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1. Clek / 2. Uppa Baby Jordan / 3. Nuna Rava / 4. Britax / 5. Bugaboo
Buying a “safe” car seat for your new baby (or your toddler) should be simple, but can be confusing and overwhelming. Obviously, the primary concern is choosing a seat that will protect your baby in the event of a car accident, and I like the Wirecutter for its reviews on items like this.
Of course, here at Gimme, we also feel that it’s essential to look at the chemical safety of every car seat you’re considering. Doing this within your budget can making staying sane a challenge, but we hope this guide will help!
How to Use This Guide
We reviewed seats from ten car seat manufacturers. Most of these did not make seats that were all Good Stuff.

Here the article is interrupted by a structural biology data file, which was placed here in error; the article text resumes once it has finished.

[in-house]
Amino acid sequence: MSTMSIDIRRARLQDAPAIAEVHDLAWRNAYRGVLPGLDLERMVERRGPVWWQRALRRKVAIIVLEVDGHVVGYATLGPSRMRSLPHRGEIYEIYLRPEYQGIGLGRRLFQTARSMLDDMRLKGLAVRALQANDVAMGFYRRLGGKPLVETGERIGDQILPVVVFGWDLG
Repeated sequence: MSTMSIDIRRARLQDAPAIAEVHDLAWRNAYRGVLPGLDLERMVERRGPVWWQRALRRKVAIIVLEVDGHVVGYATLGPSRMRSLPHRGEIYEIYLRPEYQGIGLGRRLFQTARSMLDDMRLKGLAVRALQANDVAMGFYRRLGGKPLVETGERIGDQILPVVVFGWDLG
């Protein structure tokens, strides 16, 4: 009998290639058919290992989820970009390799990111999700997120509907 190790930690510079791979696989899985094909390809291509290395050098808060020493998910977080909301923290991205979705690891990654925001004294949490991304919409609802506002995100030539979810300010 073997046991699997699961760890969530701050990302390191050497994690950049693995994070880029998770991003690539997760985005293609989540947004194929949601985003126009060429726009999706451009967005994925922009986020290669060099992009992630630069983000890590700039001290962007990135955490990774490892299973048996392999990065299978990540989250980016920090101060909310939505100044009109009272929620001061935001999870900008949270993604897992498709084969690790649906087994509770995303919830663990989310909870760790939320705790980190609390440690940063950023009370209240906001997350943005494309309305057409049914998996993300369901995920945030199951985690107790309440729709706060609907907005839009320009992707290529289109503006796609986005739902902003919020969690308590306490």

For this reason, you’ll note that in our list of Best/Good/Okay/Bad Stuff below, we’ve categorized the seats by model rather than brand, with the exception of Britax, as all of their seats are Good Stuff (but not Best Stuff).
It’s also worth noting that no car seat manufacture received higher grade then a D in transparency in this report. This is due to the lack of public communication about chemicals and their use, and the fact that not one manufacturer has a public restricted substance list and most do not have a public chemicals policy. We hope this changes in the future.
Toxins in Car Seats
Some of the most concerning chemicals that can be found in car seats are:
1) Flame Retardants
State and federal safety standards (FMVSS 302 and California TB 117) require all car seats and strollers to meet stringent flame retardant standards.